Colchester were unlucky to be two down at the interval, and even Blackpool fans were full of praise for the display up to that point.[/i]


[i]After the change of ends came three successive shocks in five minutes which put Colchester right out of the Cup and completely out of the picture. Within two minutes, Mortensen beat three men in a close dribble from near the touch-line towards goal, and Wright never saw the shot which streaked into the far corner of the net. A minute later he added another following a free-kick by Johnston, a superlative half-back, who completed a wonderful England triangle which provided a soccer display that will live long in the memories of those who witnessed it. The third goal in those drama-packed five minutes was scored by McIntosh from a neat pass by Dick.

A little later Blackpool should have had a penalty when Matthews beat man after man in an astounding dribble before being brought down by Bearryman as he was going through the Colchester defence like a knife through butter. I am satisfied that he was fouled several yards inside the area, but the referee awarded a free-kick right on the line and this was cleared. The last thrill of the match came five minutes from the end when Munro centred and Wright was temporarily knocked out in diving fearlessly at the feet of Dick just as the inside-left shot for goal.

Hero of the Colchester defence was “Digger” Kettle, who proved more than a match for Munro, much to the obvious annoyance of the former Scottish international left-winger. The United attack was disrupted because the inside forwards and even at times the wingers had to fall back on the defence. The result was that Turner was often left to plough a lonely furrow, though both Hillman and Cater had occasional brilliant raids which spelled danger. On the day’s play, Hillman was Colchester’s No 1 attacker and Kettle their best defender.

If there was any weak link in the Blackpool defence – and I don’t think there was – it was Stuart at left-back, but Hayward was much more of an obstacle than expected, and Johnston and Kelly were delightful wing-halves, both in defence and attack.[/i]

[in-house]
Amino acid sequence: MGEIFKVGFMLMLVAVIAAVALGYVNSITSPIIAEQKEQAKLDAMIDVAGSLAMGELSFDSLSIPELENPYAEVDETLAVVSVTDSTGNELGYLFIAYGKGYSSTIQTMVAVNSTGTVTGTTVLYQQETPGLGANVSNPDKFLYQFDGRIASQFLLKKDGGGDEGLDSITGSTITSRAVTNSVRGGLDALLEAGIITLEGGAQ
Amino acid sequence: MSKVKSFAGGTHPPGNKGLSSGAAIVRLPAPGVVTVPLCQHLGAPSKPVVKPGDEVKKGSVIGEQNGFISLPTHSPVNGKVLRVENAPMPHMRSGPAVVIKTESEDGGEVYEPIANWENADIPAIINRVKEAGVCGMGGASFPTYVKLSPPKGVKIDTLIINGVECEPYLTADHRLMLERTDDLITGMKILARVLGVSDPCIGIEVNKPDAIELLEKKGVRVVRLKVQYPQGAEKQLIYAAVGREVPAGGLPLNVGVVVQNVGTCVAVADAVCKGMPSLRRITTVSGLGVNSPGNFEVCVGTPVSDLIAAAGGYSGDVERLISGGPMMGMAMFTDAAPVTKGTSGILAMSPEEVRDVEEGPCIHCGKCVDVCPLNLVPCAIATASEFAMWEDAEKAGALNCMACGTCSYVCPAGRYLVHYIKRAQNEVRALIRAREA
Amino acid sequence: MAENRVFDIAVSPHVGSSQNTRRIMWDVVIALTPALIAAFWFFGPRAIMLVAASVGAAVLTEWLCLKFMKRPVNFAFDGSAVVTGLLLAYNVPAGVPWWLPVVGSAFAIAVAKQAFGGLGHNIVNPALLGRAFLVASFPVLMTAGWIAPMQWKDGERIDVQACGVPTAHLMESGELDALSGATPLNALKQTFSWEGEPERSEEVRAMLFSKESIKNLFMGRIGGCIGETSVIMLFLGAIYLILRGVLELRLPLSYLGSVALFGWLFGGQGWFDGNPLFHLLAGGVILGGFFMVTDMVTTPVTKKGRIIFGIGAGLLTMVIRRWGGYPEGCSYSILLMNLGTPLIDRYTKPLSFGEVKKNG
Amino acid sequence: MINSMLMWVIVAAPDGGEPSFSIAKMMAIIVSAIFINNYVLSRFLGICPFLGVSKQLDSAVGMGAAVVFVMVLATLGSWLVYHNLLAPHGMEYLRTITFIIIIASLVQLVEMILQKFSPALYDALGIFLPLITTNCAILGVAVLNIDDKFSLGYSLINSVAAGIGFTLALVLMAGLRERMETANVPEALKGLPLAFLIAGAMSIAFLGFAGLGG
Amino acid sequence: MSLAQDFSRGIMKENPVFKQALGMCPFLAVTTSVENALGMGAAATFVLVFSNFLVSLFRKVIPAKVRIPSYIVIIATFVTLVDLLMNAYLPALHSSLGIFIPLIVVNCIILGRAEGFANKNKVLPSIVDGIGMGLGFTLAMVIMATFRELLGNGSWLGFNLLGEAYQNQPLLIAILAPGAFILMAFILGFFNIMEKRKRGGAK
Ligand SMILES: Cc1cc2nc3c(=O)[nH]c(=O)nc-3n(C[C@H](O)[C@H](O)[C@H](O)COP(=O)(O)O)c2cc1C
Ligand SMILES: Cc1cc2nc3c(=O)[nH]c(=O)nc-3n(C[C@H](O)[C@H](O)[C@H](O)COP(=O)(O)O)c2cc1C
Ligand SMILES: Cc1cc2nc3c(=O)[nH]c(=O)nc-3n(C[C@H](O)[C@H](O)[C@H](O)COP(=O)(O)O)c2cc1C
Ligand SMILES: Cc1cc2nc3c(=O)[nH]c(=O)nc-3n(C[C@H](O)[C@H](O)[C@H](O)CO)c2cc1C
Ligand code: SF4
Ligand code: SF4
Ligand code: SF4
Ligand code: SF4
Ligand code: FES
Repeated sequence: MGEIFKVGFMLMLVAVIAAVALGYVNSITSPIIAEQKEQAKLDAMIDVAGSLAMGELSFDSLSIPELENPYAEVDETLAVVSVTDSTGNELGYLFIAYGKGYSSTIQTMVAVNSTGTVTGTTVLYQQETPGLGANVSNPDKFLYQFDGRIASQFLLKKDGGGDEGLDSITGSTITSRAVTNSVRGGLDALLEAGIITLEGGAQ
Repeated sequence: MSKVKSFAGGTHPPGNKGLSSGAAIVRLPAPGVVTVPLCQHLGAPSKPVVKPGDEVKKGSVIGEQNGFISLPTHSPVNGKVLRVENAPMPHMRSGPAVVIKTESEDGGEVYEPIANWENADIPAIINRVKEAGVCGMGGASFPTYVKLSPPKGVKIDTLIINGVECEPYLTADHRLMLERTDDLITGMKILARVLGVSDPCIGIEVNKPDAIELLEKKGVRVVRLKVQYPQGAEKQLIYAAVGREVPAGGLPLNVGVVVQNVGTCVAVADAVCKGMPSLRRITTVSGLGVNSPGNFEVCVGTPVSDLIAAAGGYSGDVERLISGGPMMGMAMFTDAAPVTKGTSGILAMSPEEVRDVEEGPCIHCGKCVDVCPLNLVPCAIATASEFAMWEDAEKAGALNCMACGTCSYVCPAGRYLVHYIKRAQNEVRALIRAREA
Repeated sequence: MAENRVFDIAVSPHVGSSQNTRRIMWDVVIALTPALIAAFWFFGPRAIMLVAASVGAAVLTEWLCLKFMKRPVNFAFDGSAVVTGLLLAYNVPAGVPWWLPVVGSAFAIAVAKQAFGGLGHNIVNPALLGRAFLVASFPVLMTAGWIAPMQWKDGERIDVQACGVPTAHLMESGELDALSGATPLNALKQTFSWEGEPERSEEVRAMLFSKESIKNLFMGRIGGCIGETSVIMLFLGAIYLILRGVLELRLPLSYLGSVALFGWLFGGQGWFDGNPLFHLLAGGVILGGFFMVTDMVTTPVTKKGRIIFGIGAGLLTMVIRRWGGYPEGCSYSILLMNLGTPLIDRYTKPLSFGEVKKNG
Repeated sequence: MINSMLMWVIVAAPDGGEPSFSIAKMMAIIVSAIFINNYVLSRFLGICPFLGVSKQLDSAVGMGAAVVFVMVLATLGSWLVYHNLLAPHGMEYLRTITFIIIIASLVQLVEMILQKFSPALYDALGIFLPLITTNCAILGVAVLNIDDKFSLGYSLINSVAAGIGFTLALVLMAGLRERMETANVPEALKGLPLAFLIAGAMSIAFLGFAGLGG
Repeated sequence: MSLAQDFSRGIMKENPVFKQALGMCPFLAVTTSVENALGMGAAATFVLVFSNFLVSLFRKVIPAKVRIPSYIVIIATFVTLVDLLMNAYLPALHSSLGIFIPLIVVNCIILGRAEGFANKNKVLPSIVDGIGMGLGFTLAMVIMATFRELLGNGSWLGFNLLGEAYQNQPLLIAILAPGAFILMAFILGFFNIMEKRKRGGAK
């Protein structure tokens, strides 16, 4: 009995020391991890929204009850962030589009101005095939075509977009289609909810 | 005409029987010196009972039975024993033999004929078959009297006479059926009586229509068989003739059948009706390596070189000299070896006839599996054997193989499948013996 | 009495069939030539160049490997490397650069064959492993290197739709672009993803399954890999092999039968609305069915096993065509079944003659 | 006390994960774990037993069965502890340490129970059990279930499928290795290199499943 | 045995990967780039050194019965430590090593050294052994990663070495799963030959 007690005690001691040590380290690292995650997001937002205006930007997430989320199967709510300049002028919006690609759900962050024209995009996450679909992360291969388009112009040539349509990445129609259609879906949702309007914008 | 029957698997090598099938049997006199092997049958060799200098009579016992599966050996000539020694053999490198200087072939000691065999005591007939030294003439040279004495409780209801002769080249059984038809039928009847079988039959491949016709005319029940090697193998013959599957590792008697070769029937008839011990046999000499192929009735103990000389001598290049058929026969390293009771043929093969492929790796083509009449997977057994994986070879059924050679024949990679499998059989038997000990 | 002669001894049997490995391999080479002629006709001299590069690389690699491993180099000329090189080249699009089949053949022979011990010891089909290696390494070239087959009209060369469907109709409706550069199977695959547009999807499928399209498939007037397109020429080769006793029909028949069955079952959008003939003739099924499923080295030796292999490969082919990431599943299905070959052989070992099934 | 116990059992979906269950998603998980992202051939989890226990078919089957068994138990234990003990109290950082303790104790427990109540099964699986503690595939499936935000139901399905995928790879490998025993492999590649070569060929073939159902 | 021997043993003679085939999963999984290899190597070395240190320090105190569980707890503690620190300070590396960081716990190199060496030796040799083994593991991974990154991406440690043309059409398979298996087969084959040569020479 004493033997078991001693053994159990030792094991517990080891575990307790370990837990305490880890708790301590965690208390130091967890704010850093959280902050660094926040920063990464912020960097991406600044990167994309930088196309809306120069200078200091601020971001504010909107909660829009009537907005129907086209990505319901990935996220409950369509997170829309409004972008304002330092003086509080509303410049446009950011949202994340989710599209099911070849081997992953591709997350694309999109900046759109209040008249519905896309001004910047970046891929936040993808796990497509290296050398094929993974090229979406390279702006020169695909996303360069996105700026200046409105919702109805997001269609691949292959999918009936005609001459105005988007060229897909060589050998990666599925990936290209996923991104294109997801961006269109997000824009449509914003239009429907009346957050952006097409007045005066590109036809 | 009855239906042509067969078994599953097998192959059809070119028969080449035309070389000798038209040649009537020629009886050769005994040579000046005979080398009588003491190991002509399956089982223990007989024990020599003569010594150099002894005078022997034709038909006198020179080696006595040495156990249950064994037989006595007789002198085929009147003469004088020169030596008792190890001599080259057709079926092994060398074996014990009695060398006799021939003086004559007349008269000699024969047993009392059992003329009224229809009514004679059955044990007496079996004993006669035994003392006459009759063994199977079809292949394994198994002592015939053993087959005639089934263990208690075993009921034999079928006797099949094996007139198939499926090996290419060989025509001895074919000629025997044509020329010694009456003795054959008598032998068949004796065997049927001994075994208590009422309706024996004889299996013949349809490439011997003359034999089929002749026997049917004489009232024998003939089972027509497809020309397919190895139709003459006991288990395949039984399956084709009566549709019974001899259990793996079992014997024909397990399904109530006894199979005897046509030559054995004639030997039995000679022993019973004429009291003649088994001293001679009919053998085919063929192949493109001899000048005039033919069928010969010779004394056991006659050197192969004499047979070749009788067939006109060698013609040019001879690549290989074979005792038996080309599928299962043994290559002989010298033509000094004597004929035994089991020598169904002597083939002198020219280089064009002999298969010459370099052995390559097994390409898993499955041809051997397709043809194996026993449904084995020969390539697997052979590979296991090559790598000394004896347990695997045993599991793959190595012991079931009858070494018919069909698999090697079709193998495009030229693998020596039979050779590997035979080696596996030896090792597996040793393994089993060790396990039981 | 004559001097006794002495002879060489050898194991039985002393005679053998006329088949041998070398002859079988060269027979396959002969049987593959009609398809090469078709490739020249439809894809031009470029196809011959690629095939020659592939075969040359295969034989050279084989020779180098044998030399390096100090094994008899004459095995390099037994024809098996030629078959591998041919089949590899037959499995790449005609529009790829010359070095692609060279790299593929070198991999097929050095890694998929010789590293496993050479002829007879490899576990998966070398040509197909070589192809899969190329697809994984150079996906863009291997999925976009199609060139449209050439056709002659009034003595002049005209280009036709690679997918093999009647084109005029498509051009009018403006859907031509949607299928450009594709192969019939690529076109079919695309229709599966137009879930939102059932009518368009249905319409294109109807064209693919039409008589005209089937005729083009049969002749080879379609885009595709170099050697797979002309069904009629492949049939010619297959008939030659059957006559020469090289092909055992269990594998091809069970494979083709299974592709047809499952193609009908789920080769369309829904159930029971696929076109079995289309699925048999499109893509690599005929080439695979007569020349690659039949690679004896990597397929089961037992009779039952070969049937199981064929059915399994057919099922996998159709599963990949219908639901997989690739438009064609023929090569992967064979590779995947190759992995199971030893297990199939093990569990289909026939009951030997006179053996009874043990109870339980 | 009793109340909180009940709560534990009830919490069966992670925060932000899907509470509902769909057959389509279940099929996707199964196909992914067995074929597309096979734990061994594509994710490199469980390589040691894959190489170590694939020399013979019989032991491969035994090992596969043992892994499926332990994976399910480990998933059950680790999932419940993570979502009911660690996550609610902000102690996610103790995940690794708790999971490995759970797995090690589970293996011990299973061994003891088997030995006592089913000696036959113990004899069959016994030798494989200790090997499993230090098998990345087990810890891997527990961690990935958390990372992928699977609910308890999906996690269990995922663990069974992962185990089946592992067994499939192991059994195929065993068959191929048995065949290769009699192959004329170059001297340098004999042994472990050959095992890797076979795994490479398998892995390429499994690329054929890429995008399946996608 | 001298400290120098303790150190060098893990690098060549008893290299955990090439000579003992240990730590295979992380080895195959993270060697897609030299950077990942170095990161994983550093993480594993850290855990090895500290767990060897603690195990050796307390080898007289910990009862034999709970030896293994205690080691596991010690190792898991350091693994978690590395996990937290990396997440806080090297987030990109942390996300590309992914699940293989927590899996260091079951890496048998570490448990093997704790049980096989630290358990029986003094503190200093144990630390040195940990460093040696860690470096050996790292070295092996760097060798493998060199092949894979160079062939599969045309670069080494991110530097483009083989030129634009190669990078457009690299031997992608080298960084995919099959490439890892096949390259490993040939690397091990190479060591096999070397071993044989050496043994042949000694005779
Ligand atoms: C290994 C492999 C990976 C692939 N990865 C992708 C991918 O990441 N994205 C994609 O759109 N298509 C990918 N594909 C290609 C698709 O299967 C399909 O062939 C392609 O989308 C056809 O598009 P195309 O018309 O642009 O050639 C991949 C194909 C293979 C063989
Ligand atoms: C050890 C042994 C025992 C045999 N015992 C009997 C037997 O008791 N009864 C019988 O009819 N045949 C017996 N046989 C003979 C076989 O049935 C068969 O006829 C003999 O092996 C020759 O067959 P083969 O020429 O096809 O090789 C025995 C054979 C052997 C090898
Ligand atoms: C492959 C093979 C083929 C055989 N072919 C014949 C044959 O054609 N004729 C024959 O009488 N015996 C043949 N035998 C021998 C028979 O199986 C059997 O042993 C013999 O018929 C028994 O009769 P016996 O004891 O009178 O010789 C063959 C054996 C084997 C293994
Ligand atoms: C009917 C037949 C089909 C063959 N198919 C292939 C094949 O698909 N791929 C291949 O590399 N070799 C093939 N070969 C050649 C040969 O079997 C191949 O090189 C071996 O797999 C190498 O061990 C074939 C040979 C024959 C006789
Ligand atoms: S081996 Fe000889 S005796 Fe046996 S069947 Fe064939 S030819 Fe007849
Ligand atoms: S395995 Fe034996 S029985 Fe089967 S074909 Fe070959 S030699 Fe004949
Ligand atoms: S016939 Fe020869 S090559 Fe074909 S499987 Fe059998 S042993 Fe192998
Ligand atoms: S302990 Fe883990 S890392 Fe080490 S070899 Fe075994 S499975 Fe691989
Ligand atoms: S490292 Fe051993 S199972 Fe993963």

And thus our brave and record-breaking FA Cup run came to an end at Blackpool in the 5th Round.

[b]Blackpool 5 (Alex Munro 4'; Jimmy McIntosh 30', 50’; Stan Mortensen 47', 48’) Colchester United 0[/b]

The Essex County Standard also provided various other titbits of information, which all add colour and context to what must have been a truly magnificent day.


[i]Rosettes, Bells, Rattles, Banners

if Blackpool FC was not staggered by the “U’s” attack, Blackpool itself was shattered as 3,000 Colchester fans poured into the town from dawn to midday on Saturday. Rattles, bells, bugles and the enthusiasm of the “blue and whites” so subdued Blackpool that shopkeepers, waitresses and barmaids sported the United’s colours and many people declared their allegiance to the “gallant little oysterman”. Blackpool agreed. “Not since the pre-war illuminations have we had such an invasion”.

As Colchester United trotted on to the field, they saw large patches of blue and white in the 30,000 crowd and heard a roar which equalled that from the Blackpool crows. Said Ted Fenton afterwards, “I had a choking feeling when I saw the blue and white all over the ground. We can’t go wrong as a club with supporters like that.”[/i]


[i]Before dawn broke the first Colchester contingent arrived. A relief train brought more. Then the buses poured in until blue and white was seen everywhere in Blackpool’s streets. Throughout Friday night, by train, bus, car and even aeroplane, “U’s” supporters were travelling north. They left Colchester amid unparalleled scenes of enthusiasm.

Rosetted, bell-clanging crowds descended on North Station on Friday evening. Over 100 fans had gone from the station in the afternoon, but the stream quickened as the evening wore on. Benham’s contingent were complete with a 20-ft banner, on which the famous “Up The United” war-cry was painted. Bells, rattles and the rousing cheers of the happy fans vied with the engine whistles in a pandemonium of sound.[/i]